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Underground Academics: Growth in a Declining Industry

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dc.contributor.author Baden, John en_US
dc.date.accessioned 2009-07-31T15:16:46Z
dc.date.available 2009-07-31T15:16:46Z
dc.date.issued 1984 en_US
dc.date.submitted 2009-06-23 en_US
dc.date.submitted 2009-06-23 en_US
dc.identifier.uri https://hdl.handle.net/10535/4408
dc.description.abstract "Although the financial plight of universities is well-known, it is also uneven. As expenses increase and federal grants, loans, and fellowships decrease, the traditional university mold is being strained. While many of the proponents of a no-growth or steady-state, sustainable society reside in or on the edges of the university community, the unpleasant consequences of their avowed preferences are providing reality checks on their visions. The nasty realities of no-growth are witnessed in the plight of the gypsy scholar. "University administrators' have responded to this situation in predictable ways; by cutting back programs and by squeezing the revenue generating components of the university. Thus, they foster the academic analog of the subterranean economy." en_US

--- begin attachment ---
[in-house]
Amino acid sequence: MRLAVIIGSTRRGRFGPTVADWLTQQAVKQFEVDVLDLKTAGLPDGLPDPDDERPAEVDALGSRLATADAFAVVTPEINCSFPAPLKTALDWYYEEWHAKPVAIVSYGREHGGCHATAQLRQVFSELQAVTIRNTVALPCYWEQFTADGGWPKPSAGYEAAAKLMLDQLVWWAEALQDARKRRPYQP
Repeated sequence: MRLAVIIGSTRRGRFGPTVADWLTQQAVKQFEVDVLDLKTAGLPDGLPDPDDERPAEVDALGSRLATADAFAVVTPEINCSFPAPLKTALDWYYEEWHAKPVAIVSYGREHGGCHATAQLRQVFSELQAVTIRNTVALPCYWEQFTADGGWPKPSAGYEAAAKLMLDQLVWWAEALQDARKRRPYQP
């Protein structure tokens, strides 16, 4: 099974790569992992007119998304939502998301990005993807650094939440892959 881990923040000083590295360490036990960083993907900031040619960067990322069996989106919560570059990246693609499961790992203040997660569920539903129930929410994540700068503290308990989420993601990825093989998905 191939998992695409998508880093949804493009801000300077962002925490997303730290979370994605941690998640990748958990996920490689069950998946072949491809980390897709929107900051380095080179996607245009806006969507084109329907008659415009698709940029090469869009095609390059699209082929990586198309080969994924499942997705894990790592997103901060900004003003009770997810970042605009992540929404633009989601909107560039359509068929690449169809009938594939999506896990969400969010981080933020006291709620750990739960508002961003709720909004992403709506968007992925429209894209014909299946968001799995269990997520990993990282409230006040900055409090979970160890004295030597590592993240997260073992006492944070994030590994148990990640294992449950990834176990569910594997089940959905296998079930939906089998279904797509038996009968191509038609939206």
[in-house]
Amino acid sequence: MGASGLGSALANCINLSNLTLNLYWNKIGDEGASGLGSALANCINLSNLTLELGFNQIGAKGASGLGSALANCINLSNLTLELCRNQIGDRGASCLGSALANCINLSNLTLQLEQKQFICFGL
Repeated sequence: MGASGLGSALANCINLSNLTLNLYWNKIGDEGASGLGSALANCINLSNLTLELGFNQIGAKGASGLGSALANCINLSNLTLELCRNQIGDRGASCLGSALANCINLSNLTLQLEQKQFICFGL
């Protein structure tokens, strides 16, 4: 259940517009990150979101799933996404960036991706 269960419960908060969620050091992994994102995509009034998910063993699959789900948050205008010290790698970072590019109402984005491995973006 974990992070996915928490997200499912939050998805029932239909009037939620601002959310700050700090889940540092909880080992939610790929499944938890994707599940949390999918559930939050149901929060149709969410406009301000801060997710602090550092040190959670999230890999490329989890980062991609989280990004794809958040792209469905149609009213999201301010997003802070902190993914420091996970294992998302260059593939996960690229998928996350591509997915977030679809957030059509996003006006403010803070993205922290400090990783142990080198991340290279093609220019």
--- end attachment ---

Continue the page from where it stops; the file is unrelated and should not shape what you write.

dc.relation.ispartofseries Working Papers in Political Economy, no. 84-14 en_US
dc.subject universities en_US
dc.subject learning en_US
dc.subject institutions en_US
dc.title Underground Academics: Growth in a Declining Industry en_US
dc.type Working Paper en_US
dc.publisher.workingpaperseries Political Economy Research Center, Montana State University, Bozeman, MT en_US
dc.subject.sector Social Organization en_US

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